If you’re like most people, chances are you’ve heard a lot about liver detox supplements. In fact, there are more than 1,000 different products on the market claiming that they can help your body heal itself in various ways.
But what do all these liver detox supplements actually do? Are they safe for use? And how much of them should you take?
Here’s everything you need to know to figure out if any of these “detoxification” products are really worth your money. Spoiler alert: If it sounds too good to be true, it probably is!
What Is a Liver Detox Supplement?
So, what exactly does a liver detox supplement do? It claims to help cleanse and detoxify your liver by removing toxins from your system. Sounds great, right? Here’s where things get complicated. Milk thistle has been shown to reduce liver inflammation and turmeric extract has been shown to protect against liver injury, though there is not enough data from clinical trials to recommend routine use in humans. Some common ingredients have shown positive results in cleansing the liver. This organic substance is preventative. Numerous liver cleanse supplements are marketed as weight loss aids. However, there is no clinical evidence to back up this cleanse’s efficacy. In fact, some dietary supplements should be used cautiously because they can harm the liver and cause drug-induced injury.
There are two major types of liver detoxification products on the market today:
Both claim to detoxify your liver by promoting the removal of waste material from your bloodstream. However, while both types of products have their benefits, neither type of product will actually do a very thorough job of cleaning your liver. Instead, they just work to slow down the effects of heavy toxin exposure by slowing down the absorption rate of toxins into your body.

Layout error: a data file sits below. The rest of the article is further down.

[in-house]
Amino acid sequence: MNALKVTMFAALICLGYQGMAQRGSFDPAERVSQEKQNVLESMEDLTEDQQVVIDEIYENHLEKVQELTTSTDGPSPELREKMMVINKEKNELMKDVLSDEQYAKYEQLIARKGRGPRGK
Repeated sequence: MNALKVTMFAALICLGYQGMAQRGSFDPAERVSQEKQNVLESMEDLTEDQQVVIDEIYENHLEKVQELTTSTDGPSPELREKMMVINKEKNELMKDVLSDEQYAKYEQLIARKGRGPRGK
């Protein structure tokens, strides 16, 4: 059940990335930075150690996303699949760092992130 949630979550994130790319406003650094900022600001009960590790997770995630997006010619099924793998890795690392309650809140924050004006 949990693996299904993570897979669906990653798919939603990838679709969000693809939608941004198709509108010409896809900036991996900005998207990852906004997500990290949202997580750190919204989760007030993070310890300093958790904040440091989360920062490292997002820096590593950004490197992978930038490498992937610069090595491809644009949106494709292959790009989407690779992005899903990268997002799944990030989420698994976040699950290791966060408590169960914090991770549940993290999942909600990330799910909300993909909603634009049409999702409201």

And even though they might not seem like much, fiber and herbal concoctions can cause some nasty side effects, such as bloating, gas, diarrhea, stomach cramps, and constipation. These symptoms alone may cause people to stop taking their liver detox supplements before they realize it, which means they’ll never see the results they were looking for.
How Much Fiber Should You Take Each Day?
To answer this question, we first need to talk about why people consume fiber in the first place.
Most people don’t eat enough fiber (or any fiber at all) because they’ve been taught that high-fiber diets are bad for your health. They’ve also been told that if you eat less sugar, you won’t gain weight. But research has shown that eating a diet rich in fiber leads to weight loss, while consuming lots of sugar or refined carbohydrates leads to weight gain.
However, many of us simply aren’t eating enough fiber on our own, so companies started making products that promised to replace the fibers in your diet with something else that would still give you the same benefits without causing you to lose your appetite! This is when fiber-based supplements came along.
What Are the Benefits of Fiber?
Let’s start off by talking about the benefits of fiber:
Many foods contain dietary fiber, including fruits, vegetables, whole grains, beans, peas, and nuts. Dietary fiber isn’t digested by the human digestive tract, so it passes through your entire digestive system undigested.
When your digestive tract breaks down food, it produces several acids that break down protein, fat, and carbs. Your gut bacteria then feed on the leftovers, producing small amounts of vitamins and minerals.
Because dietary fiber doesn’t digest, it moves through your digestive tract faster than other types of food, so your body absorbs fewer nutrients and wastes more byproducts. As a result, your body releases fewer hormones that regulate digestion, metabolism, blood pressure, and cholesterol levels.